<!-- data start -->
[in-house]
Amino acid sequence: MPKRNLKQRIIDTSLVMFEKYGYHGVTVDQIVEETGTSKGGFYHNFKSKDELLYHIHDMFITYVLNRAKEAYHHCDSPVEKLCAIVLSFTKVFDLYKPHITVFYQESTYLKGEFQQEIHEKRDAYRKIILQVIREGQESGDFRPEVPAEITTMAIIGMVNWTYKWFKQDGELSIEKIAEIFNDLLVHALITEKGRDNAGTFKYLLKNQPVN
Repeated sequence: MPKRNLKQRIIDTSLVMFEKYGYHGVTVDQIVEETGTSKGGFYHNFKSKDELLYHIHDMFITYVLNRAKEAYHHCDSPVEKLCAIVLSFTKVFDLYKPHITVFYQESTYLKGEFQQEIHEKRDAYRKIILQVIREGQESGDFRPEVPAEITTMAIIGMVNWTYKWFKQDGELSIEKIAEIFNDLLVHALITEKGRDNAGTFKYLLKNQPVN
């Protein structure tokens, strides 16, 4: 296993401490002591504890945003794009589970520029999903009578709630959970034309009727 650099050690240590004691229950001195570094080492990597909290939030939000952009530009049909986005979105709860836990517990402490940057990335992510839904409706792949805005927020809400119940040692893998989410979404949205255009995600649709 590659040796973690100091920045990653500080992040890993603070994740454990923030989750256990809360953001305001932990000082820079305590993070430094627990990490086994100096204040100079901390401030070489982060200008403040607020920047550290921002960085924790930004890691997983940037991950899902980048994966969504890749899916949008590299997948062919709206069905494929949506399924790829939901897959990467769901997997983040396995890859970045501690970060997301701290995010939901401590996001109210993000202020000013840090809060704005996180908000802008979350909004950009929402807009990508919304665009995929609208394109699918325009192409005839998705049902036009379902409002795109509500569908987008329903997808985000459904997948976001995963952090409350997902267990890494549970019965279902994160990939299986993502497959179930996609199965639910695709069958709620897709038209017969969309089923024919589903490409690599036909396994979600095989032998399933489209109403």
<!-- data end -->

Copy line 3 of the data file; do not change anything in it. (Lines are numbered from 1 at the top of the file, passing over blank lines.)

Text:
Repeated sequence: MPKRNLKQRIIDTSLVMFEKYGYHGVTVDQIVEETGTSKGGFYHNFKSKDELLYHIHDMFITYVLNRAKEAYHHCDSPVEKLCAIVLSFTKVFDLYKPHITVFYQESTYLKGEFQQEIHEKRDAYRKIILQVIREGQESGDFRPEVPAEITTMAIIGMVNWTYKWFKQDGELSIEKIAEIFNDLLVHALITEKGRDNAGTFKYLLKNQPVN